Send Demands to:
Councilmember Erin Edwards EEdwards@riversideca.gov
Councilmember Andy Melendrez email@example.com
Councilmember Gaby Plascencia GPlascencia@riversideca.gov
City council members, I demand that you serve the interests of the people of Riverside, not the greedy developers. Along with the Riverside community and local activist groups, I propose the following:
Explore recent legislation that would provide zoning flexibility like SB 330 “Housing Crisis Act” to address limitations in broad swaths of Ward 4
Need to move past density being equated to affordable housing. This is using the state's density descriptor of affordability. After the opportunity sites zoning, the city creates policies and selects priority projects that lead to permanent affordability housing like co ops, community land trust.
Look for funding (including from city budget) to go to RTA for as many lines as possible at 15 minute service or better. Additional stops would be the secondary ask. Create frequent service on more transportation corridors throughout the city that can open for more RHNA zoning throughout the city
Eliminate single family zoning, we are running out of space as our population grows!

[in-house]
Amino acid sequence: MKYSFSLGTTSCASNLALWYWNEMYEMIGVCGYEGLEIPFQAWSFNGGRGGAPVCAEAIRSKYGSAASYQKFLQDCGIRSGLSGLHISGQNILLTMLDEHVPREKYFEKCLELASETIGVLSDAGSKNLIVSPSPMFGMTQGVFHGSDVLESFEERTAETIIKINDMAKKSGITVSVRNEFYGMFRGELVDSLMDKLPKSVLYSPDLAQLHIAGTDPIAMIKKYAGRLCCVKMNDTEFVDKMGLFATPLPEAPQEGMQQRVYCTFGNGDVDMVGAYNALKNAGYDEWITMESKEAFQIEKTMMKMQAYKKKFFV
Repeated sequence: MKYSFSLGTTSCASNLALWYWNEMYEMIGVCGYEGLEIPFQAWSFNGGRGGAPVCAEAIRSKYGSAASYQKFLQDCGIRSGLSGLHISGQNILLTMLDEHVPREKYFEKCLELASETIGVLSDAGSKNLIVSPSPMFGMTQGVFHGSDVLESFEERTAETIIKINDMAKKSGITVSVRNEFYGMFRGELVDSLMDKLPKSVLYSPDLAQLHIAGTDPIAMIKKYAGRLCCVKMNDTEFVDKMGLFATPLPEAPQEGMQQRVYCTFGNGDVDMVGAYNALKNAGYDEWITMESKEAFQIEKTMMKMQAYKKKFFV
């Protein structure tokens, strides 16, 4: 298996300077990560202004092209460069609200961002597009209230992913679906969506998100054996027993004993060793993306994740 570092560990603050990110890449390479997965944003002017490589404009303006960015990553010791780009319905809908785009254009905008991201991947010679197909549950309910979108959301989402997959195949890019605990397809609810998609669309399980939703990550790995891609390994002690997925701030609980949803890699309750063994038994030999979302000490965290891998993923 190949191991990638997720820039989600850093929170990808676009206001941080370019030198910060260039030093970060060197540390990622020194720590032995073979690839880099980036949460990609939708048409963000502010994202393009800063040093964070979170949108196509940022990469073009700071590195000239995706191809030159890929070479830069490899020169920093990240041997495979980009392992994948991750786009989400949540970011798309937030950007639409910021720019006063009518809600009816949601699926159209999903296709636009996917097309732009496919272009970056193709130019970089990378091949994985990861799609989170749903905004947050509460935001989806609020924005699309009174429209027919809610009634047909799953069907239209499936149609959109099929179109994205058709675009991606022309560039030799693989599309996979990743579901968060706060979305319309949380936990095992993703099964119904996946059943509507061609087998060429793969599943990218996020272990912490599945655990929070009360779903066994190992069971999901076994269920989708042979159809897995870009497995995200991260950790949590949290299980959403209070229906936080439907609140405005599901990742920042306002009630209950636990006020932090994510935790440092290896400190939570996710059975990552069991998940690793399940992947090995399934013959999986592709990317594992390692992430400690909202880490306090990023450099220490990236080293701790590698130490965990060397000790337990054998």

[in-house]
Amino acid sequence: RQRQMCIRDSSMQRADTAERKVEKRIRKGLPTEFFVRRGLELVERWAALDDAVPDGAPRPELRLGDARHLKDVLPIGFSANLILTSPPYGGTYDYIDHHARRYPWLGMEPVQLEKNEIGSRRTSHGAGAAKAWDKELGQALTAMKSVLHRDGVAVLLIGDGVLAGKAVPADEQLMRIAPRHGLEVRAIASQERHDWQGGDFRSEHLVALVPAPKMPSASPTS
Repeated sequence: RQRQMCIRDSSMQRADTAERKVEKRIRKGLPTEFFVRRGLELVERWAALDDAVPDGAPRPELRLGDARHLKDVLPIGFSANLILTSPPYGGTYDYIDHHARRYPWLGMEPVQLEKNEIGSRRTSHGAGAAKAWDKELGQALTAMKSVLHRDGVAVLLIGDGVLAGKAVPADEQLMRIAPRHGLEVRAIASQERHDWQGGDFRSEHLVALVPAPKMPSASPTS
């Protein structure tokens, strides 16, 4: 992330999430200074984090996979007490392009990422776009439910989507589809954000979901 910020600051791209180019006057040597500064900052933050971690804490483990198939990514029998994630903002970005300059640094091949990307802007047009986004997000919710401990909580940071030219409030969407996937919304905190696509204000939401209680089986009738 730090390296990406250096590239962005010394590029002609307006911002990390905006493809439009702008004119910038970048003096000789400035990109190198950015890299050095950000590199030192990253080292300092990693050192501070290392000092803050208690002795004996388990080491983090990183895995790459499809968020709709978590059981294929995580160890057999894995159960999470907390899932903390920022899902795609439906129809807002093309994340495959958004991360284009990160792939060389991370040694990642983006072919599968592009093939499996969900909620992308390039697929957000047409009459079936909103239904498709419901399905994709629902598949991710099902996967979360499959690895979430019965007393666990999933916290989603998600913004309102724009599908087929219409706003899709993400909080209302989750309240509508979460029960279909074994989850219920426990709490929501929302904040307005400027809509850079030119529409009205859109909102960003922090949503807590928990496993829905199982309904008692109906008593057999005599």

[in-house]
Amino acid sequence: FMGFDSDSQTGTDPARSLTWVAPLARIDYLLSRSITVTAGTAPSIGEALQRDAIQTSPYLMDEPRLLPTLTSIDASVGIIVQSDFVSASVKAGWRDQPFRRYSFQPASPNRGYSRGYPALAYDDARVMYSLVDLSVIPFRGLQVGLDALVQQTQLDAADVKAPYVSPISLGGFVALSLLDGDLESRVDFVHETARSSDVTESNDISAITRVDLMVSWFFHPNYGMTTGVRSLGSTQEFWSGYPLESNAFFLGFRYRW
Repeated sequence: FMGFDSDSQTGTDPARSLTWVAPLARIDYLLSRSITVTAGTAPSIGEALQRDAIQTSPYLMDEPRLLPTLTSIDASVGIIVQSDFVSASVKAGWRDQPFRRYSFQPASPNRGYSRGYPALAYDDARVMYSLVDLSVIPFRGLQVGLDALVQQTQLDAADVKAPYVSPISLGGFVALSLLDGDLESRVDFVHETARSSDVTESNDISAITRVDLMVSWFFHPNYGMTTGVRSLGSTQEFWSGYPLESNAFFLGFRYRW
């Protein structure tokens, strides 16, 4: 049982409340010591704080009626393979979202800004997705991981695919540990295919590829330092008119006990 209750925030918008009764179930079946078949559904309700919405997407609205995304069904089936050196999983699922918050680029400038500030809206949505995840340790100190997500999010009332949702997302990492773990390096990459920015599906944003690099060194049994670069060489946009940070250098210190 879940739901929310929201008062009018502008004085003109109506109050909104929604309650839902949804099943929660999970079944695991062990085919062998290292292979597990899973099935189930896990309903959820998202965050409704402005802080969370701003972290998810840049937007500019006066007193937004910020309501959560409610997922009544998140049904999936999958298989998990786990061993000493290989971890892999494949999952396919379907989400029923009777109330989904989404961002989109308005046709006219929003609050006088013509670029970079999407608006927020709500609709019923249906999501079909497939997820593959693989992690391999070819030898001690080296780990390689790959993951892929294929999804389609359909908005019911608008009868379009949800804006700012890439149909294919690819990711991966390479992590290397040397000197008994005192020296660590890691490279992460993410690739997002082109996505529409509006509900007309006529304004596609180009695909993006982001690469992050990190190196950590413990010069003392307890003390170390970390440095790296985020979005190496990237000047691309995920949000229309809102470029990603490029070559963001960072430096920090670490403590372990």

Strengthen a rent control ordinance far beyond Costa-Hawkins:
We need the city to play an active role for its residents to build community wealth that translates to permanent affordability housing projects (co-ops, community land trust, condos and etc).
The city needs to incentivize and remove barriers for housing zoning and development.
To make sure houses get built, incentivize developers by lowering fees for on site construction and increasing fees for off site construction.
Stop concentration of poverty—mixed-income housing/inclusionary zoning is the best approach, 75% market rate and 25% affordable requirement should be the standard.
Existing warehousing and logistics regulation to protect residential and public spaces from negative effects of industrial uses don’t go far enough - the setback standards for warehouses and logistics abutting residential zones and public facilities aren’t even 300 feet - a good standard would be 1,000 feet.
Use CalEnviroScreen to map Environmental Justice communities and consider zoning overlays to prevent future industrial uses in these communities and protect the residents from further degradation of air quality and built environment.
Demands from Inland Equity Partnership & Center For Community Action & Environmental Justice.